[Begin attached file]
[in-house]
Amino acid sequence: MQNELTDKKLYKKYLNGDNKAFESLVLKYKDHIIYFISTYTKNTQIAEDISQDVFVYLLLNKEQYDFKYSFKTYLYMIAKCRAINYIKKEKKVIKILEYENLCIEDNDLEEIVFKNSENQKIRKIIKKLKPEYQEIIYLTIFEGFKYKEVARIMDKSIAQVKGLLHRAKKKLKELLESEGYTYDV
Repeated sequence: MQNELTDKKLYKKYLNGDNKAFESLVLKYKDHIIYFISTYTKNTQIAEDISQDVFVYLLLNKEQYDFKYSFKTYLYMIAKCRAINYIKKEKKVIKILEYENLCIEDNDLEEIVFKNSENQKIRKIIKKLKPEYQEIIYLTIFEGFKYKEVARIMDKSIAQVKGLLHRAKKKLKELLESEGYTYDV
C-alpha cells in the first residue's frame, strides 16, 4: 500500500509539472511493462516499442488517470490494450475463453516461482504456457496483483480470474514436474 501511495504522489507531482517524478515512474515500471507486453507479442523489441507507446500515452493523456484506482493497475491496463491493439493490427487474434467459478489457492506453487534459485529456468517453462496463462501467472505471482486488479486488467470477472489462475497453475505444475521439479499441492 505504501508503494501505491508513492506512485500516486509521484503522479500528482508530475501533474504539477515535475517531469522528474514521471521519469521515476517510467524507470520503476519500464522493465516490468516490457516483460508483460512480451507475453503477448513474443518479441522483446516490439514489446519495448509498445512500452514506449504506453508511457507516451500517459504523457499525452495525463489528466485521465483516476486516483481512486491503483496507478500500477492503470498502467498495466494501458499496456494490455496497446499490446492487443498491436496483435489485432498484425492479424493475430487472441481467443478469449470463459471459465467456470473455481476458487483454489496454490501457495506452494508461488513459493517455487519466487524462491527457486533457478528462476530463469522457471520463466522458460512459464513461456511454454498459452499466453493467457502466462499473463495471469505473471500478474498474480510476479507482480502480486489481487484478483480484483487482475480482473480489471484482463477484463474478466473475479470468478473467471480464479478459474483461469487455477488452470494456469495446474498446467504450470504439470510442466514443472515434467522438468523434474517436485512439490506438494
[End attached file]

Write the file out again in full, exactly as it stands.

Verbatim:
[in-house]
Amino acid sequence: MQNELTDKKLYKKYLNGDNKAFESLVLKYKDHIIYFISTYTKNTQIAEDISQDVFVYLLLNKEQYDFKYSFKTYLYMIAKCRAINYIKKEKKVIKILEYENLCIEDNDLEEIVFKNSENQKIRKIIKKLKPEYQEIIYLTIFEGFKYKEVARIMDKSIAQVKGLLHRAKKKLKELLESEGYTYDV
Repeated sequence: MQNELTDKKLYKKYLNGDNKAFESLVLKYKDHIIYFISTYTKNTQIAEDISQDVFVYLLLNKEQYDFKYSFKTYLYMIAKCRAINYIKKEKKVIKILEYENLCIEDNDLEEIVFKNSENQKIRKIIKKLKPEYQEIIYLTIFEGFKYKEVARIMDKSIAQVKGLLHRAKKKLKELLESEGYTYDV
C-alpha cells in the first residue's frame, strides 16, 4: 500500500509539472511493462516499442488517470490494450475463453516461482504456457496483483480470474514436474 501511495504522489507531482517524478515512474515500471507486453507479442523489441507507446500515452493523456484506482493497475491496463491493439493490427487474434467459478489457492506453487534459485529456468517453462496463462501467472505471482486488479486488467470477472489462475497453475505444475521439479499441492 505504501508503494501505491508513492506512485500516486509521484503522479500528482508530475501533474504539477515535475517531469522528474514521471521519469521515476517510467524507470520503476519500464522493465516490468516490457516483460508483460512480451507475453503477448513474443518479441522483446516490439514489446519495448509498445512500452514506449504506453508511457507516451500517459504523457499525452495525463489528466485521465483516476486516483481512486491503483496507478500500477492503470498502467498495466494501458499496456494490455496497446499490446492487443498491436496483435489485432498484425492479424493475430487472441481467443478469449470463459471459465467456470473455481476458487483454489496454490501457495506452494508461488513459493517455487519466487524462491527457486533457478528462476530463469522457471520463466522458460512459464513461456511454454498459452499466453493467457502466462499473463495471469505473471500478474498474480510476479507482480502480486489481487484478483480484483487482475480482473480489471484482463477484463474478466473475479470468478473467471480464479478459474483461469487455477488452470494456469495446474498446467504450470504439470510442466514443472515434467522438468523434474517436485512439490506438494